Format

Send to

Choose Destination
See comment in PubMed Commons below
J Microbiol Methods. 2006 Sep;66(3):486-96. Epub 2006 Mar 7.

A new method for the detection of alkane-monooxygenase homologous genes (alkB) in soils based on PCR-hybridization.

Author information

1
GSF--National Research Centre for Environment and Health, Institute for Soil Ecology, Ingolst├Ądter Landstrasse 1, 85764 Neuherberg, Germany. karin.kloos@gsf.de

Abstract

An improved method was developed that allowed the specific detection of the gene alkB (coding for the rubredoxin dependent alkane monooxygenase) from bacteria without any obvious strain specific discrimination using a combination of PCR and hybridization. This approach enabled a fast culture-independent monitoring of environmental samples for the occurrence of alkB, and an estimation of the gene copy number and the genetic diversity. Both parameters provide useful informations for an assessment of the intrinsic biodegradation potential that is present at a site. The method was applied to soil samples from different uncontaminated sites. alkB was highly abundant and redundant in all soils tested. Potential biodegradation of n-alkanes was also demonstrated for these soils with substrate utilization assays. Cell numbers of hydrocarbon degraders estimated as MPN varied from 10(3) to 10(6)g(-1) soil (dry weight) for the different soils. Gene copy numbers estimated with MPN-PCR ranged within 1-40*10(4)ng(-1) soil DNA. Analysis of the diversity of the alkB sequences obtained from a grassland and an agricultural soil indicated that the alkane degrading microbial populations occurring at these sites were rather diverse. Compared on protein level, three major clusters were distinguishable for both soils that showed highest similarities to AlkB from the Gram-positives Nocardioides and Mycobacterium, and the Gram-negative Alcanivorax. The majority of the cloned AlkB sequences were homologous to proteins from the Gram-positive bacteria. However, significant differences from published sequences were observed; homologies varied from 50% to 90% (identity of amino acids).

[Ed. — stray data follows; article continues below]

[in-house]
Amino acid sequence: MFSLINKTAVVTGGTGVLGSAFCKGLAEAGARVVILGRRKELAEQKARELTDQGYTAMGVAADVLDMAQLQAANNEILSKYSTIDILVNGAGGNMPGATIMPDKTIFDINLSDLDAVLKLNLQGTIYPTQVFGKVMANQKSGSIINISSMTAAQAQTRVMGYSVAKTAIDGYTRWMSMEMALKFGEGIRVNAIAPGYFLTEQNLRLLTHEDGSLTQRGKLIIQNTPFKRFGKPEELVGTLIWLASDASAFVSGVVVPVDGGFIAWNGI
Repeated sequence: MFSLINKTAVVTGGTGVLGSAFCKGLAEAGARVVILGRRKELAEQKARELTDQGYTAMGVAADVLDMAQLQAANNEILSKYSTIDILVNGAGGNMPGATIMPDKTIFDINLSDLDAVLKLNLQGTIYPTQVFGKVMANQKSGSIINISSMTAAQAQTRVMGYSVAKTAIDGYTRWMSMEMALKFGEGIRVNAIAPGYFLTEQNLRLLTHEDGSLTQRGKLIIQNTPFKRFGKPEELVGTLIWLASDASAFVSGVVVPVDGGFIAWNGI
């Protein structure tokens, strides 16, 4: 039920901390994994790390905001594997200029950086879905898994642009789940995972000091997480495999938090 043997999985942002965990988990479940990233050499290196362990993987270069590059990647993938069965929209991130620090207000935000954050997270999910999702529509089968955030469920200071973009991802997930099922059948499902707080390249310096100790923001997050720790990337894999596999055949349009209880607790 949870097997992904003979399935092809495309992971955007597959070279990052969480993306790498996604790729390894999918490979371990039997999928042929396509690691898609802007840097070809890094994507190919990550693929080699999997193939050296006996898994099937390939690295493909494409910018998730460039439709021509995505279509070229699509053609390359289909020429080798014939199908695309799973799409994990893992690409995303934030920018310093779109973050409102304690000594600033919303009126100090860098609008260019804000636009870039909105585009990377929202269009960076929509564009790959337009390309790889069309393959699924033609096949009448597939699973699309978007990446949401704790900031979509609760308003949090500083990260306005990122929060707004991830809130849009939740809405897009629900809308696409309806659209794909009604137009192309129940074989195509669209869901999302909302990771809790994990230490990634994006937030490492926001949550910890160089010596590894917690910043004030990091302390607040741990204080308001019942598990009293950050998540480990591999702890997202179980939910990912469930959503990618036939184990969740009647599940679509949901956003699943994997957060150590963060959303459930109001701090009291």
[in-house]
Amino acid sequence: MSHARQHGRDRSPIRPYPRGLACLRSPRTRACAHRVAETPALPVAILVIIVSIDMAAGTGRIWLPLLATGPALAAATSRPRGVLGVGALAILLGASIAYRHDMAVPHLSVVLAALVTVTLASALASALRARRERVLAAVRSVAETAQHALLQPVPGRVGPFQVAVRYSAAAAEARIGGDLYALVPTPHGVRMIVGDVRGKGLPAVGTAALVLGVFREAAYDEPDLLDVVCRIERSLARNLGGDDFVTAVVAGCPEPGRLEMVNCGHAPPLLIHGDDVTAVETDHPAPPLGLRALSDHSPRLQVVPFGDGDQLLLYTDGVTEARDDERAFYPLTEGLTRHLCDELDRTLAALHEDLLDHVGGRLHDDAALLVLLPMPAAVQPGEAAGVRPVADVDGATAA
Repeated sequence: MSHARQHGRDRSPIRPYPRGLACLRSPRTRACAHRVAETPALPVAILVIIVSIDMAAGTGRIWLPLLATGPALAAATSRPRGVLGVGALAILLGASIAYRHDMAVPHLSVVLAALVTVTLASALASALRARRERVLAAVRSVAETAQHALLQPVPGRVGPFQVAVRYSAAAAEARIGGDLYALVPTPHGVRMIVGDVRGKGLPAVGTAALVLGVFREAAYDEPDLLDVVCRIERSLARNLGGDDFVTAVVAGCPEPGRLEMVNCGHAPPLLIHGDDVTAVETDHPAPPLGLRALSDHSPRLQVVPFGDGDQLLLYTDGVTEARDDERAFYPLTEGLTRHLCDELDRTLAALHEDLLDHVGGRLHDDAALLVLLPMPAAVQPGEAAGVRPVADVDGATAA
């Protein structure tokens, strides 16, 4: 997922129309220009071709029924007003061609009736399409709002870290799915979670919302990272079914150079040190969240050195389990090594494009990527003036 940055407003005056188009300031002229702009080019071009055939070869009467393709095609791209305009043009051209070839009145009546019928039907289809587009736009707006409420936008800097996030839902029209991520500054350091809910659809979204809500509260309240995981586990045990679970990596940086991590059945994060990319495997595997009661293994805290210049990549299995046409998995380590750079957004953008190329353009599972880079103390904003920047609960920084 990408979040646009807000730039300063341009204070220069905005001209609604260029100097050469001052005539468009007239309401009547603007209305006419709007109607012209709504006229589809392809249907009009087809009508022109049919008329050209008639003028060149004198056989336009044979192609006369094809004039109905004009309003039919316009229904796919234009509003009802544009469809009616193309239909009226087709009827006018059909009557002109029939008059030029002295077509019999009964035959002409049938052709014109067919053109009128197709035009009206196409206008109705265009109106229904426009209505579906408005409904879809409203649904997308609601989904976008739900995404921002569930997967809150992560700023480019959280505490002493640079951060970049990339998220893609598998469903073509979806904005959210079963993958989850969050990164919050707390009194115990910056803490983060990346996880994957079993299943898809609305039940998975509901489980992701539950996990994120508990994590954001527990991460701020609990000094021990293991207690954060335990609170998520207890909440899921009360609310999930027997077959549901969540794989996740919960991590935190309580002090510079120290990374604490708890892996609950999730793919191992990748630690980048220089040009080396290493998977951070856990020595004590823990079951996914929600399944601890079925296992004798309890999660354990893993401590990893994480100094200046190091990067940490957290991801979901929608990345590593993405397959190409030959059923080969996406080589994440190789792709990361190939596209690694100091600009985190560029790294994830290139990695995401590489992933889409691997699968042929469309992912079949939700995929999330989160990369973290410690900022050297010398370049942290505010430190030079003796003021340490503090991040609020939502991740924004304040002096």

PMID:
16522338
DOI:
10.1016/j.mimet.2006.01.014
[Indexed for MEDLINE]
PubMed Commons home

PubMed Commons

0 comments
How to join PubMed Commons

    Supplemental Content

    Full text links

    Icon for Elsevier Science
    Loading ...
    Support Center